Outcome of craniofacial surgery in children and adolescents with malignant tumors involving the skull base: An international collaborative study

Ziv Gil, Snehal G. Patel, Giulio Cantu, Dan M. Fliss, Luiz P. Kowalski, Bhuvanesh Singh, Carl Snyderman, Dennis H. Kraus, Jatin P. Shah, Patrick G. Bridger, Anthony D. Cheesman, Paul Donald, Patrick Gullane, Ivo Janecka, Shin Etsu Kamata, Paul A. Levine, Luiz R. Medina, Sultan Pradhan, Victor Schramm, William I. Wei

Research output: Contribution to journalArticlepeer-review

Abstract

Background. The aim of the study was to characterize the distribution of anterior skull base (ASB) cancers in the pediatric population and to identify predictors of outcome. Methods. This was an international study of 1307 patients undergoing craniofacial surgery for malignant tumors; 6.4% (n = 84) among these were ≤21 years old. Results. The most common histologic type was sarcoma (40%), followed by squamous cell carcinoma (14%). Higher incidence of tumors was found in older children (7.5-21 years) compared to younger children. The 5-year disease-specific and overall survival rates were 61% and 55%, respectively (median follow-up of 30 months). The best prognosis was associated with low-grade sarcomas and the worst with salivary and squamous cell carcinomas. High-grade sarcoma represented an intermediate risk group. On multivariate analysis, prior radiotherapy and histology were independent predictors of survival. Conclusion. Surgery for malignant tumors involving the ASB is feasible and safe in children. Histology is significant determinant of poor outcome in this population.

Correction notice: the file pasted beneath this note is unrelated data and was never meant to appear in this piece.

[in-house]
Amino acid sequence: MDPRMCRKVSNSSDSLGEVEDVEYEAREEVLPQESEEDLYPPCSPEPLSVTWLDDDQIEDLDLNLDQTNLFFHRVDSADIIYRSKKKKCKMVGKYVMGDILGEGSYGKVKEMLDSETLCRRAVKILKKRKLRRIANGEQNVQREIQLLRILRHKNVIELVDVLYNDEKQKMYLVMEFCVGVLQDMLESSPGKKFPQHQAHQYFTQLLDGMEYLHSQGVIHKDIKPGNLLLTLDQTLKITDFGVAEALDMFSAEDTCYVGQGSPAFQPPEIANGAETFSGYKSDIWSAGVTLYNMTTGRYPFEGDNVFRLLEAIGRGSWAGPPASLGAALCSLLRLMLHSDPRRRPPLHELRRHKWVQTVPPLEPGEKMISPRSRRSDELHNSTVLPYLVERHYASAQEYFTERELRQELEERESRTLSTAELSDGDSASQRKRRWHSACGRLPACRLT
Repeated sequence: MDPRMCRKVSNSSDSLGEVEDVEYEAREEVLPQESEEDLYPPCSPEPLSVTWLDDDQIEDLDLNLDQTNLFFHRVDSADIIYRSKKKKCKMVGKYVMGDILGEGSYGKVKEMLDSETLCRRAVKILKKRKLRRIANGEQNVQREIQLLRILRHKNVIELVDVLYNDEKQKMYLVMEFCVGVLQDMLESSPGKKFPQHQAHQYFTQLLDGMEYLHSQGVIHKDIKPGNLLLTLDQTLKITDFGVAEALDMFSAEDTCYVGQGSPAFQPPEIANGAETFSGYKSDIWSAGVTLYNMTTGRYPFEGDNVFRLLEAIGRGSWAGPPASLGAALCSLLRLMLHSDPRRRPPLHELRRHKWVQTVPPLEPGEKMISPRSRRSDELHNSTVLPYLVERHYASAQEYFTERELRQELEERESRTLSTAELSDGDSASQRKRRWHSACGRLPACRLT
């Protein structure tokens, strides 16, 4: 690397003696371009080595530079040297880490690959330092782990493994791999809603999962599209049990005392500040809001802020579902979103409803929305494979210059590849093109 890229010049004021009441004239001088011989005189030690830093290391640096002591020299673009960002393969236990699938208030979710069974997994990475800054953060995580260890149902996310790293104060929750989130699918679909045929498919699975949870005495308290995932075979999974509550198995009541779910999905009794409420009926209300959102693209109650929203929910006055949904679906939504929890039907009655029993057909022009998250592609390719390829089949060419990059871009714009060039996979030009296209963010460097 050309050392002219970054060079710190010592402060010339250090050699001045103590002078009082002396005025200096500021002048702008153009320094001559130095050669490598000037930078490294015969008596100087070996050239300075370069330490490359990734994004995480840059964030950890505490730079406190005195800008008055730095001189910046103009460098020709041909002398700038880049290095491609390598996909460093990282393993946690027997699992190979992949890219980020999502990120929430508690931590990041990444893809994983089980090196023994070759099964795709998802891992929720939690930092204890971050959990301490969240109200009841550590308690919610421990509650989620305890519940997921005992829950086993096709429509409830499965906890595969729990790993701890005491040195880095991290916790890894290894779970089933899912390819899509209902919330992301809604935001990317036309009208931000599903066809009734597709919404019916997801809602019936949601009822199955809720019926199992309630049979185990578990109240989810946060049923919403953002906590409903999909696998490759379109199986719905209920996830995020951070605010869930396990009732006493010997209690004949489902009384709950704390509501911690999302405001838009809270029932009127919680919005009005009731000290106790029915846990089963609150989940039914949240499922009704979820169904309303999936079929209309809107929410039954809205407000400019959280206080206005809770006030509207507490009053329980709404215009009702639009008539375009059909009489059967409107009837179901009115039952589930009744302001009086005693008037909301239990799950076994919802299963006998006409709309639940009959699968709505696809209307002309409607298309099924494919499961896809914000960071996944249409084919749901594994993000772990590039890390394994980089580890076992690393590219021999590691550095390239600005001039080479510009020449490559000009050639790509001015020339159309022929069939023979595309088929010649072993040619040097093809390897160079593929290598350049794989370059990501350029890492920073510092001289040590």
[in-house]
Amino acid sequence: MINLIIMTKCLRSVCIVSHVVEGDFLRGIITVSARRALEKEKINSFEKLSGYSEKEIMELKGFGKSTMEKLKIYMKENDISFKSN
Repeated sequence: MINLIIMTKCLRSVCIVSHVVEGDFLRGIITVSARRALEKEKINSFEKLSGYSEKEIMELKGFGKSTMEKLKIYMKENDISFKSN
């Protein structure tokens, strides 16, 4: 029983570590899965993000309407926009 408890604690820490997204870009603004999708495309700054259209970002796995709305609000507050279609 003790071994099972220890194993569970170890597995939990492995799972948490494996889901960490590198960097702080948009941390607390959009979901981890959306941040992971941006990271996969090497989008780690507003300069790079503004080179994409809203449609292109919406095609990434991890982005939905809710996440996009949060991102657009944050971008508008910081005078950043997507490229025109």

Original languageEnglish
Pages (from-to)308-317
Number of pages10
JournalHead and Neck
Volume31
Issue number3
DOIs
StatePublished - Mar 2009

Keywords

  • Cancer
  • Children
  • Cranial base
  • Malignant tumors
  • Pediatric tumors
  • Sarcomas
  • Skull base

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